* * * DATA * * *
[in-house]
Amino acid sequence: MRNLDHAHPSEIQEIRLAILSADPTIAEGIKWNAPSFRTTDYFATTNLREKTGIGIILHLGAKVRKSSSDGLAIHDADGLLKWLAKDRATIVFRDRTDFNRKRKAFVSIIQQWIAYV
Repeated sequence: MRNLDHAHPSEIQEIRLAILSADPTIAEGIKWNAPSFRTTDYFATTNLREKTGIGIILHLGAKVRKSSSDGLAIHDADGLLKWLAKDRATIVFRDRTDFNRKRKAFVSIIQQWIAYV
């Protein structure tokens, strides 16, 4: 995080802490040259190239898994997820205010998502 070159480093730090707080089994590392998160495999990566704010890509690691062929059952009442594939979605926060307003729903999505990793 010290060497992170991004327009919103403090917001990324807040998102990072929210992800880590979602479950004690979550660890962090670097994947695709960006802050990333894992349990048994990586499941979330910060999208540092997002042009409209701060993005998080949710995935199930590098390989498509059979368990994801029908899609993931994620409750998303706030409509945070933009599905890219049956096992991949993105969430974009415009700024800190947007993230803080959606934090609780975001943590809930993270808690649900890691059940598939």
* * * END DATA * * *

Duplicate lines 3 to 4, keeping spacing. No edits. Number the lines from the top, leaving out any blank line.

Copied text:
Repeated sequence: MRNLDHAHPSEIQEIRLAILSADPTIAEGIKWNAPSFRTTDYFATTNLREKTGIGIILHLGAKVRKSSSDGLAIHDADGLLKWLAKDRATIVFRDRTDFNRKRKAFVSIIQQWIAYV
């Protein structure tokens, strides 16, 4: 995080802490040259190239898994997820205010998502 070159480093730090707080089994590392998160495999990566704010890509690691062929059952009442594939979605926060307003729903999505990793 010290060497992170991004327009919103403090917001990324807040998102990072929210992800880590979602479950004690979550660890962090670097994947695709960006802050990333894992349990048994990586499941979330910060999208540092997002042009409209701060993005998080949710995935199930590098390989498509059979368990994801029908899609993931994620409750998303706030409509945070933009599905890219049956096992991949993105969430974009415009700024800190947007993230803080959606934090609780975001943590809930993270808690649900890691059940598939």